Published February 2013 Updated December 2014 19 lectures
Dr. Mario Raviglione
Stop TB Department, World Health Organization, Geneva, Switzerland
Dr. Paul Nunn
Stop TB Department, World Health Organization, Switzerland

Tuberculosis has been a disease of human beings for some ten thousand years, and even affected our Neanderthal cousins. It emerged as a major epidemic disease particularly in North West Europe during the 17th century, accounting for the deaths of perhaps one per cent of the population annually in the... read moreworst affected areas. From there it has colonised almost all populations and now nearly nine million people develop tuberculosis each year, with one and half million deaths. Over the last thirty years tuberculosis has developed a cruel synergy with the human immunodeficiency virus, leading to a fourfold rise in tuberculosis in sub-Saharan Africa. It is a disease of poverty, but even barristers can catch it.

Tuberculosis, together with AIDS and malaria, is seen as one of the three infectious plagues of the developing world, and a low-cost approach to controlling it has been developed based on public health principles and structures. Partly as a result, numbers of cases and deaths are now falling in most parts of the world, although rising wealth, nutrition and better living conditions also play a part. In the industrialised countries, as tuberculosis cases fell in the 1950s and 60s, responsibility for control of the disease was integrated into the general systems of provision of medical care. Now rates of tuberculosis remain low but they have stagnated thus raising the question as to whether elimination will be possible.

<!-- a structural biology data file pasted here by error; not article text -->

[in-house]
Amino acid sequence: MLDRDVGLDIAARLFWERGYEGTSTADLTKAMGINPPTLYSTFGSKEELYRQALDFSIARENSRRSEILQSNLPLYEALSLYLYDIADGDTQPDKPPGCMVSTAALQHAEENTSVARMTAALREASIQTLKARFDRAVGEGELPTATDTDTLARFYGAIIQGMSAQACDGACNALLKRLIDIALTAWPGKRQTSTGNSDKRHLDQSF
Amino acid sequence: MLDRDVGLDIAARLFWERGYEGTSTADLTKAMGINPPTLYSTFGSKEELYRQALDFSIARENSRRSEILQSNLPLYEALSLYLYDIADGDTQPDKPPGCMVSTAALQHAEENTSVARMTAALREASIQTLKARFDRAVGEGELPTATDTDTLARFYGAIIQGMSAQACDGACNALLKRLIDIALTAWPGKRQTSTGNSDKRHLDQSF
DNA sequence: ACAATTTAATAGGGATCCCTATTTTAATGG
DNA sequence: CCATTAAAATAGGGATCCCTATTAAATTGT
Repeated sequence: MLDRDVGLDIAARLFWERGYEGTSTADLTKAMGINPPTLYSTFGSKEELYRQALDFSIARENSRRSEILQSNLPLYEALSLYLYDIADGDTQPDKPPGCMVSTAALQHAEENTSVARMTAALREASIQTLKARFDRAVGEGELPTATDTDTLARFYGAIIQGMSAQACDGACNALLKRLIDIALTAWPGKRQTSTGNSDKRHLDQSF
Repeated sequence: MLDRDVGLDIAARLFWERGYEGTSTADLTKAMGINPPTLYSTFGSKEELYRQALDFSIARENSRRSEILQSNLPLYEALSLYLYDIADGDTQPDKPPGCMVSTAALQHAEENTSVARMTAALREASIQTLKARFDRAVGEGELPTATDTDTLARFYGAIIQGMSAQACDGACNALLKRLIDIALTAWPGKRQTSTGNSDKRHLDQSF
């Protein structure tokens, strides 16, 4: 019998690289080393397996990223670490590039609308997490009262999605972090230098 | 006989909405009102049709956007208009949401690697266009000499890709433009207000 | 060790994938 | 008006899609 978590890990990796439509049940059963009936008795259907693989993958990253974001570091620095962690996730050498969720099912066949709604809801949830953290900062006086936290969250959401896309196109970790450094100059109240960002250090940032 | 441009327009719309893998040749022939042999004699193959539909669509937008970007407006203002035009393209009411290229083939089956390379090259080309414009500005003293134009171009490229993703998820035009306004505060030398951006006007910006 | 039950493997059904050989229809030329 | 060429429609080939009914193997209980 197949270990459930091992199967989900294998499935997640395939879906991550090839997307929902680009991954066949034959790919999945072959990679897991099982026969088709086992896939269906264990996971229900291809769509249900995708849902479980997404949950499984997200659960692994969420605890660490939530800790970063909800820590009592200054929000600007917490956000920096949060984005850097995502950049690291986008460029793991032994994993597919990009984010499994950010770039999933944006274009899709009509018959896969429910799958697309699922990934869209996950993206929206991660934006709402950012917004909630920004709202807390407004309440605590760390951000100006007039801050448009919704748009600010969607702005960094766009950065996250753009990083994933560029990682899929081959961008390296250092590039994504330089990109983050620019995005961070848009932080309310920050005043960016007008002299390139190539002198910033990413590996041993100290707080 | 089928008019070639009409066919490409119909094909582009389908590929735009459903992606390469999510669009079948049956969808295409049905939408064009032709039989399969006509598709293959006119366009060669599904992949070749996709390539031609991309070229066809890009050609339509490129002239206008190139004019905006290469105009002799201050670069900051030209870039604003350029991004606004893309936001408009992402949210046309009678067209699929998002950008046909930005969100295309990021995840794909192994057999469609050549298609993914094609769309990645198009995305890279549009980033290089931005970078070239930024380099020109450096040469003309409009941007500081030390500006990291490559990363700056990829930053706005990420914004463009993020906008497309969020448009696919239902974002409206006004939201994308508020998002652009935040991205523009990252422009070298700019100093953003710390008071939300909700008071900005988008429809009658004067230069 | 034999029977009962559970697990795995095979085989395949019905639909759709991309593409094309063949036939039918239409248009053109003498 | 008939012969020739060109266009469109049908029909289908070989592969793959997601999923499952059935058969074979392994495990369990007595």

One of the earliest vaccines was developed against tuberculosis, the BacilleCalmette-Guérin or BCG, although it is far from being completely effective. Efforts to find treatments against tuberculosis resulted in the first controlled clinical trial in 1948. The development of drug resistance then led to the introduction of multi drug regimens, but now we are faced with cases, especially in Eastern Europe, which are resistant to almost all drugs.

Research was revitalised into tuberculosis around the turn of the millennium and is focused on the development of new tools. Although cell-mediated immunity has been known for decades to be the main defence against the Mycobacterium that causes tuberculosis, the development of new vaccines has proven to be very hard, although some are now reaching clinical trials. New drugs are more promising and the diagnosis of tuberculosis has been revolutionized by DNA-based technologies that are now being introduced all over the world.